• Newspaper
  • Community
  • History

    The small, North Carolina newspaper in “the original Washington” has a big reputation among its peers and the loyal readers of the six-day, daily newspaper.

    “Pulitzer on the Pamlico!” was the headline on April 13, 1990, as the publication proudly acknowledged having received the nation’s top journalism award: The Pulitzer Prize for Meritorious Public Service. Indeed, the “Voice of the Pamlico” (much of its readership is located along the Pamlico River) is believed to be the smallest daily newspaper to ever win the accolade in Pulitzer history.

    The award came in recognition of a series of articles written by Mike Voss and Betty Mitchell Gray on cancer-causing chemicals in the city’s water supply. The series ultimately sparked changes in the Environmental Protection Agency’s regulatory requirements for smaller communities.

    Another significant event in the newspaper’s history was the arrival of Ashley Brown Futrell on Nov. 15, 1949, as the newspaper’s editor and publisher. The renowned newspaperman had a tough start in the early days. “We bought nothing but a name,” he told an interviewer, “I came on Monday and had to go and collect enough money to make the payroll on Friday.”

    To build readership, Futrell adopted a strategy to earn back trust from readers: “I threw out a national story anytime to get a local story in to the paper. … Some days the whole front page was local news. Advertising started picking up, and things were going along real well.”

    From the early days when Futrell’s top advertiser told him, “You look all right, but damn your paper,” the Washington Daily News grew in circulation, advertising and respect throughout the region. His wife, Rachel Fox Futrell, became active in the paper so Futrell could serve the region in a different capacity, as state senator from 1965 to 1971.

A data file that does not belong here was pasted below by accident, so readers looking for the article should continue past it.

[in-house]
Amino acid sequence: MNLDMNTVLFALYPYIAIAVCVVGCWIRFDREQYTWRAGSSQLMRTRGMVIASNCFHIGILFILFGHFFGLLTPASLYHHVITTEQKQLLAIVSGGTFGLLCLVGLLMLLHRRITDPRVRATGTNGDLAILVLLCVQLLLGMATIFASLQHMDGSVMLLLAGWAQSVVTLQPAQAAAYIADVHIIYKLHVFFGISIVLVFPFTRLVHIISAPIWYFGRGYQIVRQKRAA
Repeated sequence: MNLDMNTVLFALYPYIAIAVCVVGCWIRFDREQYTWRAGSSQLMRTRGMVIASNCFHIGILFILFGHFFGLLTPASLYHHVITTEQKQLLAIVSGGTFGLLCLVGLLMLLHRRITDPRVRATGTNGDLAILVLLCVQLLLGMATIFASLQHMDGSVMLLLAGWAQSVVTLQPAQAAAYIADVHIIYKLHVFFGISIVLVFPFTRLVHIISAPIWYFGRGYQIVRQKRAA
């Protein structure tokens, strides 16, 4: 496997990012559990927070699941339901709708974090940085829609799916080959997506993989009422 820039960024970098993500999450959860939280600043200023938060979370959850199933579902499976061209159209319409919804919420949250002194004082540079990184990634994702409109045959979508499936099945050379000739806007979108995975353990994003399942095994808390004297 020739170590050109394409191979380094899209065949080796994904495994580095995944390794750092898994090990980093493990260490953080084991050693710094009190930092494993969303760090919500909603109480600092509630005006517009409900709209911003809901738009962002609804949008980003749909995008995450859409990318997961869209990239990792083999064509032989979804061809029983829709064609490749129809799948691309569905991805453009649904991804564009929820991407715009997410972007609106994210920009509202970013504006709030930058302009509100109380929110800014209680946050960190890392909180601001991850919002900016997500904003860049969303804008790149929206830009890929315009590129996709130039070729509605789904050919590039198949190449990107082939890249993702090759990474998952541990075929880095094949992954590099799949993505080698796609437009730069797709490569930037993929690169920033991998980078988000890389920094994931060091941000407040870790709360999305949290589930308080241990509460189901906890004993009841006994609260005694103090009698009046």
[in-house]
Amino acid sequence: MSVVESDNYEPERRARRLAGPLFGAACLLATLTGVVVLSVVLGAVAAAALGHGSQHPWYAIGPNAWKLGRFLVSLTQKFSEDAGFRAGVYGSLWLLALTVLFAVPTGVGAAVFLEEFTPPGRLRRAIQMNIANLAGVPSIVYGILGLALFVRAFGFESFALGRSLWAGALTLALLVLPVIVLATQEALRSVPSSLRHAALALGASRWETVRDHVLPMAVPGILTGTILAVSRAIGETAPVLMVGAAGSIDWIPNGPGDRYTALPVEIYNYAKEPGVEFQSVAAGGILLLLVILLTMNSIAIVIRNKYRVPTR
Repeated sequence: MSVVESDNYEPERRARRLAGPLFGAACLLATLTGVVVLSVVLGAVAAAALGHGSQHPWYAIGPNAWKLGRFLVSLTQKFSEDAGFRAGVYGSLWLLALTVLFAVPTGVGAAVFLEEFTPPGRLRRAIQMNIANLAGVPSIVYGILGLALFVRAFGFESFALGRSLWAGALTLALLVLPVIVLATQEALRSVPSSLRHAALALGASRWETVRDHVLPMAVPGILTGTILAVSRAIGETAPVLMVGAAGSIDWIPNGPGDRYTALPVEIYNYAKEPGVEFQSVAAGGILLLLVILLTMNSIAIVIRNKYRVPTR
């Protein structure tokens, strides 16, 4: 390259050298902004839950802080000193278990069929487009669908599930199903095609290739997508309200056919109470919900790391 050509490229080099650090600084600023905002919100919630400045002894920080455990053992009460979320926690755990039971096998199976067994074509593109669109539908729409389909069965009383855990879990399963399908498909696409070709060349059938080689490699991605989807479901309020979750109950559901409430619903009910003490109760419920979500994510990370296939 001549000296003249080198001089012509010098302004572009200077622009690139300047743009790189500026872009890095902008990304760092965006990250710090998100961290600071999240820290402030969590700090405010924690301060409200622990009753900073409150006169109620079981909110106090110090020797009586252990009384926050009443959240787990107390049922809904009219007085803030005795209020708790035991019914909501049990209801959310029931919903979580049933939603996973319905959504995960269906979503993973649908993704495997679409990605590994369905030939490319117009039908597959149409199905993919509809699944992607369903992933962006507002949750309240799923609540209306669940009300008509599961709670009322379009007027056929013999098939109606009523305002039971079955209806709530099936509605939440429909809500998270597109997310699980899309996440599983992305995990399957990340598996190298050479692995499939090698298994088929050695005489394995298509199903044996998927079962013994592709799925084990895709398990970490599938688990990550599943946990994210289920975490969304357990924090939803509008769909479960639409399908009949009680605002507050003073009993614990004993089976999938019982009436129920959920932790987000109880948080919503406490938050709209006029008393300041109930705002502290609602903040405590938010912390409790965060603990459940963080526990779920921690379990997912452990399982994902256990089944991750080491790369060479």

Later, health concerns forced Futrell to enlist his son, Ashley B. “Brownie” Futrell Jr. to help run the business. In 1978, after graduating from Duke University, the younger Futrell continued to build on his parents’ success and became publisher of the newspaper while working side by side with the elder Futrell, who continued to write editorials and his popular ‘Puttering around the Pamlico’ column until his death in 2005.

    Under Brownie Futrell’s guidance, the newspaper converted to morning delivery while adding the Sunday edition in September 1991 to capitalize on the success that came with Pulitzer Prize recognition.

    In 2009, the Washington Daily News enjoyed a yearlong celebration honoring its 100-year anniversary by featuring weekly columns from former reporters, editors and employees.

    The Futrells announced the sale of the Washington Daily News in 2010 to Washington Newsmedia LLC, a new company affiliated with Boone Newspapers Inc. In making the announcement, Brownie Futrell said, “I believe the change of ownership will both honor and extend my father’s vision and legacy of the role of our newspaper in the communities we serve.”

    The Washington Daily News covers Beaufort County and surrounding communities. It is published six days a week.

    Our Mission

    The Washington Daily News and its employees strive:

    • To produce exciting, top-quality publications focusing on Beaufort County and the Pamlico region.
    • To serve the public interest by holding government and public officials accountable.
    • To go above and beyond to meet or exceed the needs of our advertisers.
    • To always report news timely, accurately and without bias.
    • To edit and publish with integrity.
    • To operate at a profit level that allows us to reinvest in our product and staff and to stand independent from outside influences.